A little-known name in the world of autonomous driving is paving the way for a new type of self-driving car—one that can use “common sense,” as the company calls it, to navigate an uncontrolled environment.

While most companies developing self-driving cars are focused on improving sensors, perception, and control, iSee CEO Yibiao Zhao says his company is the first to work on creating a robot that can really understand what’s going on.

Zhao founded iSee just about a year ago along with Chris Baker, his lab partner at the Massachusetts Institute of Technology, and Debbie Yu, who has a history with tech startups. The three are supported by MIT’s venture capital firm, The Engine, in Cambridge, Mass.

“We know that seeing is not equivalent to understanding,” Zhao told Fortune in a phone call last week. “Currently cars can see, but they cannot really understand what’s really going on and what other people are thinking, and what are the other people’s intentions.”

With iSee, the cars’ programming has a special algorithm allowing it to collaborate with humans in an open environment. The system has two components: deep learning and the common sense engine.

Deep learning is something other companies like Waymo and Uber have already established; it’s the notion that if you practice something enough, you’ll be able to do it unconsciously. In humans, it’s the fast, subconscious thinking that allows you to multitask while driving. In self-driving cars, it’s the type of learning that lets a car remain within a lane.

When you get to an obstacle, however, you’ll need reasoning, or conscious thinking. When you merge on the highway, change lanes, or come to an intersection, you need to predict the actions of other cars, negotiate with them, and consider different possibilities in order to make a safe decision.

As a human driver, “we’ll consciously think about those types of possible parallel futures,” says Zhao. “That is enabled by our common sense engine in our mind, and that gives us the ability to handle some new scenario that we never encountered before.”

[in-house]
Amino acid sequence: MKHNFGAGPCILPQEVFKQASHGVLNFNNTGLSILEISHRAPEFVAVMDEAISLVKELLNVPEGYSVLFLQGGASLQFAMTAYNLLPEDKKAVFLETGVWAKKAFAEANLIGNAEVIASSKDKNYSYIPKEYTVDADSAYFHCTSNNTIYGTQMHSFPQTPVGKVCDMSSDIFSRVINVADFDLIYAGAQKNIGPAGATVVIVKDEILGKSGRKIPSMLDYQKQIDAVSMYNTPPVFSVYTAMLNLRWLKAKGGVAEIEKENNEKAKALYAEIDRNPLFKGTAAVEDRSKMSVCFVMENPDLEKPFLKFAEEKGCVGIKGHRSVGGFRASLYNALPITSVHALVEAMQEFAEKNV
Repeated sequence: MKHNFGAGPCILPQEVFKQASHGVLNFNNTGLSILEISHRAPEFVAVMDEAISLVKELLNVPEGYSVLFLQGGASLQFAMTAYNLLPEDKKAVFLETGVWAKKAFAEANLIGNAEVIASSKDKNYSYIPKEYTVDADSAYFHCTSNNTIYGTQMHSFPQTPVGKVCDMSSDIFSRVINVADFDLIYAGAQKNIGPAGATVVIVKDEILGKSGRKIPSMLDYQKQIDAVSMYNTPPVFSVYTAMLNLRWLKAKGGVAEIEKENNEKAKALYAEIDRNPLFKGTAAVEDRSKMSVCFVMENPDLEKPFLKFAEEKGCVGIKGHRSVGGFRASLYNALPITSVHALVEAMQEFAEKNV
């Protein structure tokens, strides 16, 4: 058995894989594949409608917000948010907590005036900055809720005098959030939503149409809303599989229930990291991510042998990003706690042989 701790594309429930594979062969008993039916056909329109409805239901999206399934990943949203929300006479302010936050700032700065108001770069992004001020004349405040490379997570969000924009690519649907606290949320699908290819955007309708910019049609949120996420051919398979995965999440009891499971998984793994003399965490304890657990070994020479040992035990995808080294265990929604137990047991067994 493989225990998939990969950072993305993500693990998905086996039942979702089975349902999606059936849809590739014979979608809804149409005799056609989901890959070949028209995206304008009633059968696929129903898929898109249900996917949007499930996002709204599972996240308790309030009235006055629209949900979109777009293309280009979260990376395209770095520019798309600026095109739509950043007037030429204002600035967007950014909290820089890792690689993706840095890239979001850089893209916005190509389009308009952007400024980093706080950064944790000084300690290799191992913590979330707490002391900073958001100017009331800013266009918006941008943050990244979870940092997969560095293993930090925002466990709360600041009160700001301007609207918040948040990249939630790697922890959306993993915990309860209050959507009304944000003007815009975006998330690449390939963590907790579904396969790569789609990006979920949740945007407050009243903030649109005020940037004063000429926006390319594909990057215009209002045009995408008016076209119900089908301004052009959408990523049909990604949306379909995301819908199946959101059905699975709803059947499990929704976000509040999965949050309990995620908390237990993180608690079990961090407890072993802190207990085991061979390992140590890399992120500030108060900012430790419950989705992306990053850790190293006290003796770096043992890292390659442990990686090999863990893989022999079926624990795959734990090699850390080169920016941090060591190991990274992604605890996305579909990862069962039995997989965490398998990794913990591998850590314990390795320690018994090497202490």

In a self-driving car, the common sense engine allows it to navigate new situations based on a handful of past experiences and general knowledge.

This component, unique to iSee, helps the car to “truly understand what is going on, and to predict what they might do in the next two seconds,” says Zhao. This lets the robot “make safe and strategic decisions when they need to interact or even negotiate with the other drivers in the environment,” he says.

Once Zhao, Baker, and Yu had this algorithm established and passed through a simulator about a year ago, they figured “why not” try it on a real car, says Zhao. Yu generously agreed to let her car, a hybrid SUV, serve as guinea pig.

“We spent just two weeks, and we made the car driving,” says Zhao, laughing as he recalls how cold it was working in the garage in the winter of 2017. “It was a very fun experience.”

Since the success of that first experiment, iSee has gone through multiple variations of programming. The team tests their system with both a simulation engine and manned cars driving in multiple states.

This kind of technology, allowing robots to work fluidly with humans, has potential outside the industry of autonomous cars, but Zhao says iSee is focused on self-driving cars for now.

“We believe the self-driving car is the emerging market. Everyone is working so hard towards it, and the market is ready, the customer is ready,” he says. “What is lacking is this enabling technology, so we want to make this killer application work first. In the future, we can extend it to other applications.”